Researchers at Zurich’s Federal Institute of Technology (ETHZ) have helped create an infrared device that can detect tiny traces of cocaine in human saliva.
The compact detector, which was created as part of a national new technology research programme, Nano-Tera, may be adopted by law enforcement agencies to test suspect drivers.
“Current rapid tests conducted by the police in the streets do not give the concentration of drugs consumed, just negative or preliminary positive results, which are sometimes wrong and not recognised by the courts,” ETHZ physics professor Markus Sigrist told swissinfo.ch.
“It takes time to take a suspect to hospital to given them a blood test. So obtaining a quantitative concentration in saliva samples would be a major step forwards.”
Sigrist heads a group of ETHZ scientists working on the development of an optical sensor to measure cocaine concentrations. It is one of nine research teams from five Swiss scientific institutions, including ETHZ’s sister institute in Lausanne and Neuchâtel University, working on the four-year project.
Using the properties of infrared light and a detector created by Neuchâtel University, it took Sigrist’s group three years to determine the precise wavelengths of cocaine when absorbed in saliva, as well as other substances.
“We have been able to determine all the different possibilities: alcohol, caffeine, solvents and painkillers,” he added.
The Zurich professor believes it is possible to detect cocaine levels as low as twenty nanogrammes per millilitre of liquid using the technique. If someone smokes cocaine, up to 500 micrograms per millilitre are still present in the saliva for a short time.
“Based on what we’ve obtained so far we need one year to refine the nanogramme per millilitre results, and another three years to create a suitable platform so an industrial partner can then market the product,” said Sigrist.
He said the same method, using a different sensor, could also be used for heroin tests.
Under Swiss law, forensic medical tests are the only ones accepted as legal proof to sanction illegal drug use behind the wheel.
“There are no exceptions. If this kind of sensor were to be accepted by the courts, it would necessitate a change in the law,” said Frank Rüfenacht, head of the transport division at Bern’s cantonal police.
Swiss police currently use two kinds of preliminary drug tests: saliva or urine, which can give positive or negative results for four substances: cocaine, heroin, marijuana and amphetamines. The second stage is to take the suspect to hospital to carry out a quantitative blood test, the only one recognised by the justice system.
Rüfenacht, described the current indicative urine test, which costs SFr25, as “effective and reliable”. Before that it was impossible to realise a preliminary analysis on the spot.
“The ideal thing would be a reliable device that measures saliva and can convert amounts into precise concentrations of different illegal substances in the blood,” said Antonello Laveglia, spokesman for the Federal Roads Office.
He added that pushing through changes in the law would not be that straightforward, however.
“Just look at the problems created by our proposal to admit preliminary breath tests as proof of drunkenness behind the wheel,” he said, referring to efforts to include the idea in planned changes to road safety legislation, “Via Sicura”.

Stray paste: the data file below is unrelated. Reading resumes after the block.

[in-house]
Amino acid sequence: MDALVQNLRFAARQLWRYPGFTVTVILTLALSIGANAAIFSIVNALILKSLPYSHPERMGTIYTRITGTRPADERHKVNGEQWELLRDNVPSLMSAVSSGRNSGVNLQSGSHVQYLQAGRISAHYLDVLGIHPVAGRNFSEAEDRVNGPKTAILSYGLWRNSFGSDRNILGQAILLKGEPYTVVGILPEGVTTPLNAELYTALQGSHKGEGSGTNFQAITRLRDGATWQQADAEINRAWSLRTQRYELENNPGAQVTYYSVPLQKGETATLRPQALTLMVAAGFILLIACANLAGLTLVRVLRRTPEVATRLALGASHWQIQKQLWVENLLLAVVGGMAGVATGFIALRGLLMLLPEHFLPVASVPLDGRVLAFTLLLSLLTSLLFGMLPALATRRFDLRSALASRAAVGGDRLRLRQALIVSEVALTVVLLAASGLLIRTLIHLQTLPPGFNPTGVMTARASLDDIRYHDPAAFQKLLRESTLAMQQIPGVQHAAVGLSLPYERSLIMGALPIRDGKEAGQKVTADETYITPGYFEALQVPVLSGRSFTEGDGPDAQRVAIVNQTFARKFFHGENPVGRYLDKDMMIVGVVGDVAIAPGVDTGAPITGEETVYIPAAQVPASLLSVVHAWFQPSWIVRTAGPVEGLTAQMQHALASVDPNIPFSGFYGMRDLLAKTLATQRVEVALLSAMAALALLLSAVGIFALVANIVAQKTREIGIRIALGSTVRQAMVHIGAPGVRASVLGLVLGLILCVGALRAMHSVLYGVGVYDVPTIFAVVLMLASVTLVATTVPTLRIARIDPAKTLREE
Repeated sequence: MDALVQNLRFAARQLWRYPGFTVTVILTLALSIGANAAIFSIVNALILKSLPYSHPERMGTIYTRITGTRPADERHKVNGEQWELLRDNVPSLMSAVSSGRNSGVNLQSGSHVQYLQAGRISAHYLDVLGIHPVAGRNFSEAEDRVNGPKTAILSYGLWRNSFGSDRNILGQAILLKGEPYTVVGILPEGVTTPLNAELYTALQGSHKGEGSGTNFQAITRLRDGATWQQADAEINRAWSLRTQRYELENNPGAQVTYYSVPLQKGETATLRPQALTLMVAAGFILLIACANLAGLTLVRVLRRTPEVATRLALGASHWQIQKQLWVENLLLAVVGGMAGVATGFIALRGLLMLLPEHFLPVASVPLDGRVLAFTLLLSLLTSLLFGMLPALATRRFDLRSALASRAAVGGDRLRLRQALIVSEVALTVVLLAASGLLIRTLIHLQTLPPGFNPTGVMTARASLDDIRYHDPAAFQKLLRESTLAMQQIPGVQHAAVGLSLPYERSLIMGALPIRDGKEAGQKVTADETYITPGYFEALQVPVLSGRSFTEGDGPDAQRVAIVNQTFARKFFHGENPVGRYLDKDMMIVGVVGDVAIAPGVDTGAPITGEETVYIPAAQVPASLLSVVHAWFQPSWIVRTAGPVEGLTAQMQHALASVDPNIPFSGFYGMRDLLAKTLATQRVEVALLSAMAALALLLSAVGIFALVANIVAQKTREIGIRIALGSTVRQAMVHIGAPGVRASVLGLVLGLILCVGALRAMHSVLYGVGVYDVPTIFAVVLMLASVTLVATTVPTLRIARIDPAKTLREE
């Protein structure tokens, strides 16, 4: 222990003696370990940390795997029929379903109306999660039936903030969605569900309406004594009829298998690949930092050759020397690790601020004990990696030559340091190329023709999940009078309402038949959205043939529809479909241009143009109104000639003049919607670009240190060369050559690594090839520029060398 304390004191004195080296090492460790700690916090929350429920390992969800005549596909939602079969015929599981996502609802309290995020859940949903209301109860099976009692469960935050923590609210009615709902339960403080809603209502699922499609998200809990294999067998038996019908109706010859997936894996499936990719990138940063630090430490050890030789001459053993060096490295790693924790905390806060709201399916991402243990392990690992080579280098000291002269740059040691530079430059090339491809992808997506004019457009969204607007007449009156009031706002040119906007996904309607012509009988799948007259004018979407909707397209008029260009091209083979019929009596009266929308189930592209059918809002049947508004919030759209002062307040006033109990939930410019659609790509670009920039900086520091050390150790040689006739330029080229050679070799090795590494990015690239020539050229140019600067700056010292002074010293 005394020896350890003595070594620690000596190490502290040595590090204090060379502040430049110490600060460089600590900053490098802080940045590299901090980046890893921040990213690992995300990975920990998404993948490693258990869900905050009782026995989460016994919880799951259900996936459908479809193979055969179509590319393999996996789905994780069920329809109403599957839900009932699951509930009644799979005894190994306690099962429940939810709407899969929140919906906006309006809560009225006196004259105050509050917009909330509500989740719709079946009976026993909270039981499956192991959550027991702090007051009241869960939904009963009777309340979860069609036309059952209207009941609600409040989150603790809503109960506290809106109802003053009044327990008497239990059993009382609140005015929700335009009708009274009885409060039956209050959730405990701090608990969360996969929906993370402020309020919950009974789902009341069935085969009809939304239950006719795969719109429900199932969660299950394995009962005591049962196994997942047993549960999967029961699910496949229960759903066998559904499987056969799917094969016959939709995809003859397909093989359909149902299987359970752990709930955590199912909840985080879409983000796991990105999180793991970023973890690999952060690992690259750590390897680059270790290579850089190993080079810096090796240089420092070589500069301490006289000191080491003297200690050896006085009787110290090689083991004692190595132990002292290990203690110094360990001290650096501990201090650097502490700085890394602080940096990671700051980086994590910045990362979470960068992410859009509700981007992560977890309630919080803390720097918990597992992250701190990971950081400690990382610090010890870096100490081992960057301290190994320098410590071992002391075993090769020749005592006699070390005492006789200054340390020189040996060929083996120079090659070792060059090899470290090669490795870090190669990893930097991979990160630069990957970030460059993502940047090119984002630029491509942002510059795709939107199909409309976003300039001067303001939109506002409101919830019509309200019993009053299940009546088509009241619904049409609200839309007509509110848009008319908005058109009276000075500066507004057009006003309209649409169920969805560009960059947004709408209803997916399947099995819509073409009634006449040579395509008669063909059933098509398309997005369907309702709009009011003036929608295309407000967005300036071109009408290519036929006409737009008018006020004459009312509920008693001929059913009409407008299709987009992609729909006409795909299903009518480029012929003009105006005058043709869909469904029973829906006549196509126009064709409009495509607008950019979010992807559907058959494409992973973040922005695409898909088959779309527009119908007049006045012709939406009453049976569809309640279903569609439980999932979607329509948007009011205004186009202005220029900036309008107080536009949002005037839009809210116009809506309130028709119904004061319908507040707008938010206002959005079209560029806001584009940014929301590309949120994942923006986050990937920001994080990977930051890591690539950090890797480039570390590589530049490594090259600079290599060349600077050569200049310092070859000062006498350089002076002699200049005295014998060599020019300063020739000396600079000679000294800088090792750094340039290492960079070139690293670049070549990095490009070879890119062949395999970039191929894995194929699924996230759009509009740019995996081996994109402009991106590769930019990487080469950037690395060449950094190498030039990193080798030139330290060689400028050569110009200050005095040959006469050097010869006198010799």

Franziska Eckmann, director of Infodrog, the coordination office of addiction facilities, was positive about the new research: “It makes sense to look for a simpler, cheaper solution such as this new device,” she said.
She cited a recent study that found that six out of ten drivers suspected of being under the influence of psychotropic drugs when involved in traffic accidents gave positive blood tests.
The tests were requested by seven cantonal police forces to the Forensic Institute in Zurich between 2006 and 2010.
Although this was only a regional study, it reflected a certain reality.
Half of all positive tests were for alcohol and the other half for the use of various illegal drugs – often more than one - generally mixed with alcohol: 73 per cent cannabis, 38 per cent cocaine, ten per cent morphine, four per cent amphetamines, five per cent ecstasy and eight per cent methadone.
In Switzerland it is assumed that five per cent of serious road accidents are caused by people using illegal drugs or medicines.
“In the case of alcohol, it’s 15 per cent,” Magali Dubois, spokeswoman for the Swiss Council for Accident Prevention. “The risk of accidents is up to 14 times higher when alcohol is mixed with other drugs, even in small amounts.
The consumption of cocaine in Switzerland has increased exponentially over the past five years. Between 25,000 and 60,000 Swiss are estimated to take cocaine every day.
Supply struggles to keep up with demand. Dealers are increasingly mixing cocaine with other substances, such as sugar or other pharmaceutical products, and what people buy can sometimes only be 20% cocaine, according to cantonal police officers.
The cocaine is produced in Latin America and arrives in Europe via West Africa.
Dealers on the streets of Zurich, Bern, Geneva or Lugano are generally African; their customers are generally Swiss.
A 2010 study found that illegal drugs were more common among younger drivers.
Older offenders were more likely to be under the influence of prescription medication (eight per cent), which is not forbidden outright in Switzerland. But even in these cases the study found that drivers had often taken legal medication with alcohol, marijuana or opiates.
The biggest group of offenders were in their 20s. 89 per cent were male. The youngest was 14; the oldest was 92. The average age of the drivers was 31.
About a third of the samples were taken after an accident.
(Adapted from Spanish by Simon Bradley)